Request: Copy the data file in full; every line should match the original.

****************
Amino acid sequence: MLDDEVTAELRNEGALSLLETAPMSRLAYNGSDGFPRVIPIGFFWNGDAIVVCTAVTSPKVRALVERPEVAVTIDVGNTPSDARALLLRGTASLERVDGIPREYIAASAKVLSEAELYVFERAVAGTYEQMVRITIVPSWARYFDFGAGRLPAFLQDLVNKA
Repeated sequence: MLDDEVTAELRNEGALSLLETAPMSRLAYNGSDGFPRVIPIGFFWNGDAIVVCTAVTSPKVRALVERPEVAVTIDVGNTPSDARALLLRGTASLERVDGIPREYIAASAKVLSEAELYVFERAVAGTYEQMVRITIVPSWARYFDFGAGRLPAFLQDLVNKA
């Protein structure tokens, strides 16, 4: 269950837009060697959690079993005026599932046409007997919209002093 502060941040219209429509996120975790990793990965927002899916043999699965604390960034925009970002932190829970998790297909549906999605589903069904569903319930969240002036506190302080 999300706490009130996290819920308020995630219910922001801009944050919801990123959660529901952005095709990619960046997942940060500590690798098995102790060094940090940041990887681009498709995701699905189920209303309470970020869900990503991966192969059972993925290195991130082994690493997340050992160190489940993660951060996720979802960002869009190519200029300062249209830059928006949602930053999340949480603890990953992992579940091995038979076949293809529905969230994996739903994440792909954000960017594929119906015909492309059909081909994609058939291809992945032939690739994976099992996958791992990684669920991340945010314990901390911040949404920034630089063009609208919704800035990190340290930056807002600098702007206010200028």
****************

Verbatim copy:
Amino acid sequence: MLDDEVTAELRNEGALSLLETAPMSRLAYNGSDGFPRVIPIGFFWNGDAIVVCTAVTSPKVRALVERPEVAVTIDVGNTPSDARALLLRGTASLERVDGIPREYIAASAKVLSEAELYVFERAVAGTYEQMVRITIVPSWARYFDFGAGRLPAFLQDLVNKA
Repeated sequence: MLDDEVTAELRNEGALSLLETAPMSRLAYNGSDGFPRVIPIGFFWNGDAIVVCTAVTSPKVRALVERPEVAVTIDVGNTPSDARALLLRGTASLERVDGIPREYIAASAKVLSEAELYVFERAVAGTYEQMVRITIVPSWARYFDFGAGRLPAFLQDLVNKA
């Protein structure tokens, strides 16, 4: 269950837009060697959690079993005026599932046409007997919209002093 502060941040219209429509996120975790990793990965927002899916043999699965604390960034925009970002932190829970998790297909549906999605589903069904569903319930969240002036506190302080 999300706490009130996290819920308020995630219910922001801009944050919801990123959660529901952005095709990619960046997942940060500590690798098995102790060094940090940041990887681009498709995701699905189920209303309470970020869900990503991966192969059972993925290195991130082994690493997340050992160190489940993660951060996720979802960002869009190519200029300062249209830059928006949602930053999340949480603890990953992992579940091995038979076949293809529905969230994996739903994440792909954000960017594929119906015909492309059909081909994609058939291809992945032939690739994976099992996958791992990684669920991340945010314990901390911040949404920034630089063009609208919704800035990190340290930056807002600098702007206010200028």